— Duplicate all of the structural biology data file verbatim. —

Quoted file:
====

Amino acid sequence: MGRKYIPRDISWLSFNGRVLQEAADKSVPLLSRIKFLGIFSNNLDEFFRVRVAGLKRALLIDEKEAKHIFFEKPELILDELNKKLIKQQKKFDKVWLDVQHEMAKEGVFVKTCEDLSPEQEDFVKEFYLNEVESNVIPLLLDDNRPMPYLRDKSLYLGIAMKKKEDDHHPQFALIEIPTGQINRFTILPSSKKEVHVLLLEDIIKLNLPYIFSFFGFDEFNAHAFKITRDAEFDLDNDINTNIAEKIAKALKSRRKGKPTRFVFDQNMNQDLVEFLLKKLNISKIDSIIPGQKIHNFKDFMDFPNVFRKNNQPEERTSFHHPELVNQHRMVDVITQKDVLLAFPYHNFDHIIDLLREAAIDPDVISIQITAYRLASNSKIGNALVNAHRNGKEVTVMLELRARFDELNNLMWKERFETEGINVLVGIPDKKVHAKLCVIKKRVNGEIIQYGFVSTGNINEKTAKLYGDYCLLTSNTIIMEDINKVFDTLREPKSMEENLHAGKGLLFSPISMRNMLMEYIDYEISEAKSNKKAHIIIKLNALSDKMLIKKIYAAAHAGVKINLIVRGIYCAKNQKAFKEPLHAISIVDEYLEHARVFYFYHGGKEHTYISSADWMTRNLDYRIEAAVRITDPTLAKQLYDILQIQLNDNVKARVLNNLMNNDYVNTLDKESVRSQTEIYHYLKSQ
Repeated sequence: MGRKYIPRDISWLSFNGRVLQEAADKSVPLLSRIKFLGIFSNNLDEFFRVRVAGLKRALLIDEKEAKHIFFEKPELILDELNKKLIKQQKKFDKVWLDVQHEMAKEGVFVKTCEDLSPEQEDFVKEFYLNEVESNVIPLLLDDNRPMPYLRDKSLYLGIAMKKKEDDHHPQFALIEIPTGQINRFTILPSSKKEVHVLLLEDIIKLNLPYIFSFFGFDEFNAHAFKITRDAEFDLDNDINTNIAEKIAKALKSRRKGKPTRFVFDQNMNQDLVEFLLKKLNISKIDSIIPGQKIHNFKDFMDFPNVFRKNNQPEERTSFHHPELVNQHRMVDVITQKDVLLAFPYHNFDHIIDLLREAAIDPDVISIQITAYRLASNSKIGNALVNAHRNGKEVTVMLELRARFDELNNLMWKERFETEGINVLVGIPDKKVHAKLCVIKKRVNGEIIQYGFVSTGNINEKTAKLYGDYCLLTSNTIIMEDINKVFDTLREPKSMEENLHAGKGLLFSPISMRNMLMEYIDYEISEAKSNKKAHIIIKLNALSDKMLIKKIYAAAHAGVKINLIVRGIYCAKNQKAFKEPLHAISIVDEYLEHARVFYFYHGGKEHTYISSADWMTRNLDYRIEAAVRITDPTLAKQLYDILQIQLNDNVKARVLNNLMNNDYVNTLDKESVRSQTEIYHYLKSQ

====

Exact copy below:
Amino acid sequence: MGRKYIPRDISWLSFNGRVLQEAADKSVPLLSRIKFLGIFSNNLDEFFRVRVAGLKRALLIDEKEAKHIFFEKPELILDELNKKLIKQQKKFDKVWLDVQHEMAKEGVFVKTCEDLSPEQEDFVKEFYLNEVESNVIPLLLDDNRPMPYLRDKSLYLGIAMKKKEDDHHPQFALIEIPTGQINRFTILPSSKKEVHVLLLEDIIKLNLPYIFSFFGFDEFNAHAFKITRDAEFDLDNDINTNIAEKIAKALKSRRKGKPTRFVFDQNMNQDLVEFLLKKLNISKIDSIIPGQKIHNFKDFMDFPNVFRKNNQPEERTSFHHPELVNQHRMVDVITQKDVLLAFPYHNFDHIIDLLREAAIDPDVISIQITAYRLASNSKIGNALVNAHRNGKEVTVMLELRARFDELNNLMWKERFETEGINVLVGIPDKKVHAKLCVIKKRVNGEIIQYGFVSTGNINEKTAKLYGDYCLLTSNTIIMEDINKVFDTLREPKSMEENLHAGKGLLFSPISMRNMLMEYIDYEISEAKSNKKAHIIIKLNALSDKMLIKKIYAAAHAGVKINLIVRGIYCAKNQKAFKEPLHAISIVDEYLEHARVFYFYHGGKEHTYISSADWMTRNLDYRIEAAVRITDPTLAKQLYDILQIQLNDNVKARVLNNLMNNDYVNTLDKESVRSQTEIYHYLKSQ
Repeated sequence: MGRKYIPRDISWLSFNGRVLQEAADKSVPLLSRIKFLGIFSNNLDEFFRVRVAGLKRALLIDEKEAKHIFFEKPELILDELNKKLIKQQKKFDKVWLDVQHEMAKEGVFVKTCEDLSPEQEDFVKEFYLNEVESNVIPLLLDDNRPMPYLRDKSLYLGIAMKKKEDDHHPQFALIEIPTGQINRFTILPSSKKEVHVLLLEDIIKLNLPYIFSFFGFDEFNAHAFKITRDAEFDLDNDINTNIAEKIAKALKSRRKGKPTRFVFDQNMNQDLVEFLLKKLNISKIDSIIPGQKIHNFKDFMDFPNVFRKNNQPEERTSFHHPELVNQHRMVDVITQKDVLLAFPYHNFDHIIDLLREAAIDPDVISIQITAYRLASNSKIGNALVNAHRNGKEVTVMLELRARFDELNNLMWKERFETEGINVLVGIPDKKVHAKLCVIKKRVNGEIIQYGFVSTGNINEKTAKLYGDYCLLTSNTIIMEDINKVFDTLREPKSMEENLHAGKGLLFSPISMRNMLMEYIDYEISEAKSNKKAHIIIKLNALSDKMLIKKIYAAAHAGVKINLIVRGIYCAKNQKAFKEPLHAISIVDEYLEHARVFYFYHGGKEHTYISSADWMTRNLDYRIEAAVRITDPTLAKQLYDILQIQLNDNVKARVLNNLMNNDYVNTLDKESVRSQTEIYHYLKSQ